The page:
and

$$\int_{2k\pi+\frac{\pi}{4}}^{2k\pi+\frac{3\pi }{8}}Q(t) (t-2k\pi-\pi/4)^{2}\, \mathrm{d}t + \int_{2k\pi+\frac{3\pi}{8}}^{2k\pi+\frac{\pi}{2}}Q(t) (2k\pi+\pi /2-t)^{2}\, \mathrm{d}t\geq\frac{\pi}{4}.$$

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## Acknowledgements

The authors thank the reviewers for their helpful and valuable suggestions and comments on this paper. This research was supported by the National Natural Science Foundation of China (No. 11171178) and the Science and Technology Project of High Schools of Shandong Province (No. J14LI09) (China).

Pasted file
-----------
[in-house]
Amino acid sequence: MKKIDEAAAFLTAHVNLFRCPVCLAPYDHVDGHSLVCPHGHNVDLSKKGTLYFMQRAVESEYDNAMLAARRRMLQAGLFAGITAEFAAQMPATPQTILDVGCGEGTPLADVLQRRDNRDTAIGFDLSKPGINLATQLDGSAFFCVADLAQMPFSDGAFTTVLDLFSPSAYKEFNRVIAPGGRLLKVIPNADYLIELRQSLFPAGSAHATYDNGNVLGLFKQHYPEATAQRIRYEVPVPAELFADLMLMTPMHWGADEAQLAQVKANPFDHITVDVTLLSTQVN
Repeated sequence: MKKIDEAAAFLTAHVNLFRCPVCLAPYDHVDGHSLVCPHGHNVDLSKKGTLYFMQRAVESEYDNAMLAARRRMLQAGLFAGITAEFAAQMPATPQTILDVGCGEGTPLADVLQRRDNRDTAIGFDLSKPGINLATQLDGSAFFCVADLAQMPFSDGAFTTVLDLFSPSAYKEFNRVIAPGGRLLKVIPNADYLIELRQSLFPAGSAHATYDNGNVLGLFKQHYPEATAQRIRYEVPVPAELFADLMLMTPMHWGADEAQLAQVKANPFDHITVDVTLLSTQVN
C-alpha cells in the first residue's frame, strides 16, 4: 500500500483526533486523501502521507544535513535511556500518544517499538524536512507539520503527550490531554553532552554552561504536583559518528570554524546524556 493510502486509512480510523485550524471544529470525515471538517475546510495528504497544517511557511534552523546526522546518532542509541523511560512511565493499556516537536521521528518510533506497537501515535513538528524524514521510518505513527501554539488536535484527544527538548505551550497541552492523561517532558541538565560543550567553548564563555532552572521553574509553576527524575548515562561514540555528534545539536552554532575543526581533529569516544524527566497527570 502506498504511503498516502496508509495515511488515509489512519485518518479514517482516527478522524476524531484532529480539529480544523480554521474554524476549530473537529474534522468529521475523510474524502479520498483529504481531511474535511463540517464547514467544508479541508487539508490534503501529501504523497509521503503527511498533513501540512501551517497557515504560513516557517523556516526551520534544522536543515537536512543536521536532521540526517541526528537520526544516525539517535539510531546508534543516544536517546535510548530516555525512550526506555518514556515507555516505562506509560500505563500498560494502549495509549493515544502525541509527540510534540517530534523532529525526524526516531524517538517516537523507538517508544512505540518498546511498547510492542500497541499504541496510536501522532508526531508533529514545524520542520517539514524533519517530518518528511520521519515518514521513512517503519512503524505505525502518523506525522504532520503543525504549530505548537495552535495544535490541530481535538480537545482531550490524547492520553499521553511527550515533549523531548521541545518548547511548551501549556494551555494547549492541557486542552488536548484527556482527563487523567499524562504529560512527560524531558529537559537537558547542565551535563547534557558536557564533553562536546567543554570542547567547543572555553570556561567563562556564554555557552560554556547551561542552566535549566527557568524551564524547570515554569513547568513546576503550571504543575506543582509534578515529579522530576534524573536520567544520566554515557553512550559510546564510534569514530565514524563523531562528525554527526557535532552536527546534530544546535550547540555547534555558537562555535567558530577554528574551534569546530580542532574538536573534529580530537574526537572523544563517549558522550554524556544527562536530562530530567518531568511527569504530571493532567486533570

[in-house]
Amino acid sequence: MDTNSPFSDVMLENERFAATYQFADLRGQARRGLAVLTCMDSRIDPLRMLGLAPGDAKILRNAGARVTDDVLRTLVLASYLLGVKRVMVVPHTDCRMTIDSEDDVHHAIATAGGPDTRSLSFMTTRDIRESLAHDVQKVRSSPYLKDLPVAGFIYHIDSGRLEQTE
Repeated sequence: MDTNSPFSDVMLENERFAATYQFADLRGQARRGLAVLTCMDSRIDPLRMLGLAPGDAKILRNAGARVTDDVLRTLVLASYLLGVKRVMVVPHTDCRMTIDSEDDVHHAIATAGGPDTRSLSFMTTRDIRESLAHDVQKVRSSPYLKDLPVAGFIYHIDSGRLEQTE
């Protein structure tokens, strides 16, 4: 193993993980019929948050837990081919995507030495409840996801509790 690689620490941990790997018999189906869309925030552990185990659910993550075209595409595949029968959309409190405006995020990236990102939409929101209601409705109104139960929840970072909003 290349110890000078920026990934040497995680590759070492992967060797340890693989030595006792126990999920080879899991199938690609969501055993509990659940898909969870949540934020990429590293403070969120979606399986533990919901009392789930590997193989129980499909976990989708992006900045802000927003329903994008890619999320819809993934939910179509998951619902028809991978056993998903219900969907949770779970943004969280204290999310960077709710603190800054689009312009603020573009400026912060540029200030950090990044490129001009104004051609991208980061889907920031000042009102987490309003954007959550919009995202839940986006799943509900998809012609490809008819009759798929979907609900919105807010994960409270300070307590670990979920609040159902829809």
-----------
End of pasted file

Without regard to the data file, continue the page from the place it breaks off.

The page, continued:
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Correspondence to Haidong Liu.

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All authors contributed equally to the writing of this paper. All authors read and approved the final manuscript.